Business Contracts and Disputes

Why do MSMEs need model contracts?


MSME often have relatively lower access to legal advice when negotiating a contract or managing a dispute than large firms. Also, MSMEs may be the weaker contractual parties and could have difficulties in ensuring that the contractual balance is kept. A wide range of international conventions and model laws enable MSMEs to access a fairer and more uniform contractual regime and to reduce their contract administration costs. Having access to standardized and uniform contracts can simplify establishing new international relations between businesses and reduce trade costs for MSMEs. 


With this in mind, the United Nations Commission on International Trade Law (UNCITRAL) has developed a wide range of conventions, model laws, and contractual terms that can be used by either governments or by parties to international trade contracts. This includes conventions on international commercial arbitration, mediation, and electronic commerce, among others. For a full list of UNCITRAL instruments, visit this website.


One notable instrument is the United Nations Convention on Contracts for the International Sale of Goods (CISG), also referred to as the Vienna Convention. This instrument provides substantive and procedural rules governing contracts for the international sales of goods between private businesses, excluding sales to consumers and sales of services, as well as sales of certain specified types of goods. As of September 2020, UNCITRAL reported that 94 States had acceded to the CISG (access the full list of States).


How can governments help? 


Ensuring that MSMEs can enforce their contractual rights, regardless of the place where the contract is executed, can avoid parallel proceedings. In turn, this can reduce MSMEs’ costs of administering their contracts and disputes with foreign counterparts. Beyond the CISG, multiple international organizations have developed conventions to which governments can adhere and model laws that can provide guidance to facilitate the recognition and enforcement of foreign awards. 


UNIDROIT instruments 

  • The International Institute for the Unification of Private Law (UNIDROIT) has developed a wide range of model laws and conventions for specific trade-related transactions. These include, among others, franchising, agency, factoring, leasing, and international sales of goods, as well as common contractual principles that parties to international trade contracts can use.
  • The UNIDROIT Principles 2016 is a valuable resource for more information. 


The Hague Judgments Convention, formally the Convention of 2 July 2019 on the Recognition and Enforcement of Foreign Judgments in Civil or Commercial Matters 

  • The Convention establishes common criteria according to which judgments from one Contracting Party will be recognised and/or enforced in another. The Convention facilitates the circulation of judgments among its Contracting Parties, thus ensuring that a successful party will have a meaningful judgment. This approach also provides this party with an opportunity to enforce the judicial award abroad with shorter timeframes, costs, and risks. The Convention applies to the recognition and enforcement of judgments in civil or commercial matters, including consumer and individual employment contracts. The Convention does not apply to the status and legal capacity of natural persons, family law matters, insolvency, privacy, intellectual property, and certain antitrust matters.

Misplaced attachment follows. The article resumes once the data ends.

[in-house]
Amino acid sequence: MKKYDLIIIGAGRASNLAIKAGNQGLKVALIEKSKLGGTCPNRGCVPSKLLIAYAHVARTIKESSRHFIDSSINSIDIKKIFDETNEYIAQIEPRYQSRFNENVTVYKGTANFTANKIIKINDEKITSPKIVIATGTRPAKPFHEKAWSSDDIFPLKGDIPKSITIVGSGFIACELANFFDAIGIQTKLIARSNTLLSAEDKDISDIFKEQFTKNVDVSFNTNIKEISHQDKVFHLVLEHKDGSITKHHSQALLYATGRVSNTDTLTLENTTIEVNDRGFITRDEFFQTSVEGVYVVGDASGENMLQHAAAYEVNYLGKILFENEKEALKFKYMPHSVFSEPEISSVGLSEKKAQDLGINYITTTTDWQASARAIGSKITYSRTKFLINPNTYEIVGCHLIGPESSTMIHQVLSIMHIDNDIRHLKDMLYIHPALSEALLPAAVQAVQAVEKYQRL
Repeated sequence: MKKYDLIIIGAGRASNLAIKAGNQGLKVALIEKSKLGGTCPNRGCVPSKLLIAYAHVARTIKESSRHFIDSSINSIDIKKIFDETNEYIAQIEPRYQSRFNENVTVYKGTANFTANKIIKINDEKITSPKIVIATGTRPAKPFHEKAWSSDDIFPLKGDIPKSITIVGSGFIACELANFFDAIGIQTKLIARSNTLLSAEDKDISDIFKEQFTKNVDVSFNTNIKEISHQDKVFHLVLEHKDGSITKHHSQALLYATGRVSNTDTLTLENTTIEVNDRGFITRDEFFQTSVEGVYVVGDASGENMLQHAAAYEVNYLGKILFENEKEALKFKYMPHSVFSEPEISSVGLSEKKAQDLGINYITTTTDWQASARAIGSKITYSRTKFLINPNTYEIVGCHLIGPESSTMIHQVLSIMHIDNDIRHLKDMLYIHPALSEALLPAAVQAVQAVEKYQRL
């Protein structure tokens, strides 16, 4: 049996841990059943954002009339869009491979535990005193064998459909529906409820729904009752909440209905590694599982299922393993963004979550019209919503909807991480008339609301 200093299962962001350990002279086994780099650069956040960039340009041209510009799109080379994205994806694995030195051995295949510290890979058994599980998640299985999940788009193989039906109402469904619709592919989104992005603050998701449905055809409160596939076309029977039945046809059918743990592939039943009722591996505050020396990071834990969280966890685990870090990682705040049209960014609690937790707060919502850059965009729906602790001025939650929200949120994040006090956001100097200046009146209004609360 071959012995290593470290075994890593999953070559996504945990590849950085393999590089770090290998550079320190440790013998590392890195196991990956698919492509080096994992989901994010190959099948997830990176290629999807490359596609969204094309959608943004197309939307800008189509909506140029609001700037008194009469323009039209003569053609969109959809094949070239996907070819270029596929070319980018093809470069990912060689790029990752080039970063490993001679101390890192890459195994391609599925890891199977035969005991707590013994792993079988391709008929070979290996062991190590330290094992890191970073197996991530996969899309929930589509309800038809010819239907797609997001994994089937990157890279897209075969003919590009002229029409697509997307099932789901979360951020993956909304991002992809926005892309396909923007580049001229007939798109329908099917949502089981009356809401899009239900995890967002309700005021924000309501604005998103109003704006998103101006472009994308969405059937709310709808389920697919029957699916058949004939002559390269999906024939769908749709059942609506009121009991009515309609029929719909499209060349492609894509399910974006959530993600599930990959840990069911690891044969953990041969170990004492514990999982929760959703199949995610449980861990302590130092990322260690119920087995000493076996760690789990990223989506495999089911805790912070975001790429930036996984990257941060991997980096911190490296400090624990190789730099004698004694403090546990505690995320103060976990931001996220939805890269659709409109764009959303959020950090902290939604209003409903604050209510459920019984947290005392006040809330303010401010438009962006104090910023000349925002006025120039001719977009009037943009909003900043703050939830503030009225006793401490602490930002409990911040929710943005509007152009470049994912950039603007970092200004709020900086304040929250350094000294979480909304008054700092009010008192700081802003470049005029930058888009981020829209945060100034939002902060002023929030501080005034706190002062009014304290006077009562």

• The full text of the Convention can be accessed online


HCCH Convention of 30 June 2005 on Choice of Court Agreement

  • The Hague Conference on Private International Law (HCCH) Choice of Court Convention ensures that parties’ choice of forum is upheld by courts, thereby creating a climate more favourable to international trade and investment. The Convention contains three key obligations. The first of these is that the court chosen by the parties must hear the dispute. Any non-chosen court must suspend/dismiss proceedings, in favour of the chosen court. Judgments given by the chosen court must be recognized and enforced in other Contracting Parties, ensuring their global circulation. As such, the Choice of Court Convention has a similar effect to the recognition of arbitration agreements under the 1958 New York Convention on the Recognition and Enforcement of Foreign Arbitral Awards. Judgments given by the chosen court must be recognised and enforced in other Contracting Parties (Article 8), ensuring their global circulation.
  • The Convention can be accessed at the HCCH website


UNCITRAL, HCCH, and UNIDROIT Legal Guide to Uniform Instruments in the Area of International Commercial Contracts, with a Focus on Sales

  • The purpose of the UNCITRAL, HCCH, and UNIDROIT Guide is to provide a description on the complementary nature of the UNDROIT, UNCITRAL, and the Hague Conference’s instruments when more than one instrument applies to a transaction.


United Nations Convention on the Recognition and Enforcement of Foreign Arbitral Awards (New York, 10 June 1958) 

  • The New York Convention applies to the recognition and enforcement of foreign arbitral awards and the referral by a court to arbitration. It establishes common criteria for recognizing and/or enforcing arbitral awards made in the territory of one Contracting Party in that of another.

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